Friday, February 8, 2019

Kelly and Sale: Persuasive Or Pointless? Essay -- Kelly Sale Argumenta

Kelly and cut-rate sale Persuasive Or Pointless? Unarguably, since technology has been introduced, it has had profound effect, pervade not only onto society, but our entire ecological system. To categorize the effects of technology as predominantly beneficial or detrimental, as Kevin Kelly and Kirkpatrick Sale claim in their interview, is difficult. Interview With The Luddite captures and vividly illustrates their seemingly pointless and develop ideas. Kelly, protechnology, and Sale, a contemporary neo-Luddite, discuss many technological issues, including the automation of the ride force, oral tradition, literacy, and civilization. Later, they go on to present often radical and phantasmagorical solutions to the issues. While at times I can interpenetrate accredited aspects of the arguments, their solutions are predominantly too idealistic. In this paper, I plan to seek the physical setting of the interview, important nonphysical aspects including the intentions of the particip ants, and the ideas presented, while incorporating my own perceptions of their potency and effectiveness. The atmosphere of the June 1995 interview between Kelly and Sale is of essential importance to the initial impressions of the audience. Firstly, Kelly and Sale agreed to the interview which was published in Wired magazine. This frequent on-line magazine lacks any in-depth discussion of even the most moot issues surrounding digital culture (243). Obviously, the magazine offers a purely slanting perspective and presents only the positive effects of technological innovations. Appearing in such a biased magazine may seem ab initio beneficial to the conversion intentions of Sale, the Luddite, but with deeper analysis it becomes clear that the c... ... convincing. Still, I cannot fathom the motivations behind the interview for either participant. Perhaps Kellys goal was to persuade Sale, which he did, and perhaps Sales goal was to attract publicity. Nevertheless, neither was ver y effective or intriguing in their arguments. I propose we invite technology and essentially the future. But we should never overstep our boundaries in this world. Instead, accept our role, have imply for nature, respect the Higher Being, and finally consider the consequences of our actions. If all aspects are considered, the rudimentary and seemingly pointless analogies illustrated by Kelly and Sale can be thankfully avoided. Works CitedKelly, Kevin. Interview With The Luddite. Andrea A.Lunsford and John J. Ruszkiewicz, The Presence Of Others Voices That Call For A Response. unsanded York St. Martins Press, 1997. (243-253)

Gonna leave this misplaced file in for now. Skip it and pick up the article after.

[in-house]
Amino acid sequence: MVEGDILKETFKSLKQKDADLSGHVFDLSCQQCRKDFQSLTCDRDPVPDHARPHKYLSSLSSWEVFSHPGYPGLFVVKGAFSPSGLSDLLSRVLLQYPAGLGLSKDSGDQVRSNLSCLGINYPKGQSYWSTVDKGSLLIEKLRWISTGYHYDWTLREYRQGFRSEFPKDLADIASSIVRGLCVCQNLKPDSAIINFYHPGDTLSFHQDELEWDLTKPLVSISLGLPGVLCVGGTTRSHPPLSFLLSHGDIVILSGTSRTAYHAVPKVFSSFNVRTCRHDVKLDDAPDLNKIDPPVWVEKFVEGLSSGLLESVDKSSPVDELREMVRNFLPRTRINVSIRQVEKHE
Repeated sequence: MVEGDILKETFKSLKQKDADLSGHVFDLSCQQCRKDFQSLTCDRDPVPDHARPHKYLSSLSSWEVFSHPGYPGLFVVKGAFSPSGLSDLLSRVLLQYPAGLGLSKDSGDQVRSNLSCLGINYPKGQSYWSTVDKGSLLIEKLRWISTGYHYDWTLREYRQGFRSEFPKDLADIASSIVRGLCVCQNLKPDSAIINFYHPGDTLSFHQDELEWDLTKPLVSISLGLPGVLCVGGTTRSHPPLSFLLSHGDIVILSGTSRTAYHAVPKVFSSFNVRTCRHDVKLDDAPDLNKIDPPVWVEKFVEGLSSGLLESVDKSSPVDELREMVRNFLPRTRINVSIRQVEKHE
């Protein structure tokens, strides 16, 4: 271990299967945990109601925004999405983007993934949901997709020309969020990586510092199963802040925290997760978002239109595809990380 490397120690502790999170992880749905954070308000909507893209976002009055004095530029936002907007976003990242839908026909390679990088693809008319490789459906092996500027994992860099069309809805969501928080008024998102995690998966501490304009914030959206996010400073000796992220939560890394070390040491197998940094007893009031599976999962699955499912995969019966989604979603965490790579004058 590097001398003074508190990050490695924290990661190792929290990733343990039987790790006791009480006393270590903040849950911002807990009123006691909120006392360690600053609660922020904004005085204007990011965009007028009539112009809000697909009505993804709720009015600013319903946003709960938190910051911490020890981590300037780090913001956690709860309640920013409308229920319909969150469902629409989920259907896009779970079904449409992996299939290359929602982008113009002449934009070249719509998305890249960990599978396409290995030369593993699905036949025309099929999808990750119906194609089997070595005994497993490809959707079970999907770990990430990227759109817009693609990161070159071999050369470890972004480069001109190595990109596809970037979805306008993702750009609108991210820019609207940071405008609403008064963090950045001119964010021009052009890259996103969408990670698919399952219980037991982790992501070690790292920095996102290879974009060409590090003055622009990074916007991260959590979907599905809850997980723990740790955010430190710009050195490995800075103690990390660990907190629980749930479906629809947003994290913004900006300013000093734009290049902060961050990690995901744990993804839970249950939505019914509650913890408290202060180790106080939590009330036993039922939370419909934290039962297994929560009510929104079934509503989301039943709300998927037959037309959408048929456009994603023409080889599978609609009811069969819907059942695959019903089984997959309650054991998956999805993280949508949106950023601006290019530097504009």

No comments:

Post a Comment

Note: Only a member of this blog may post a comment.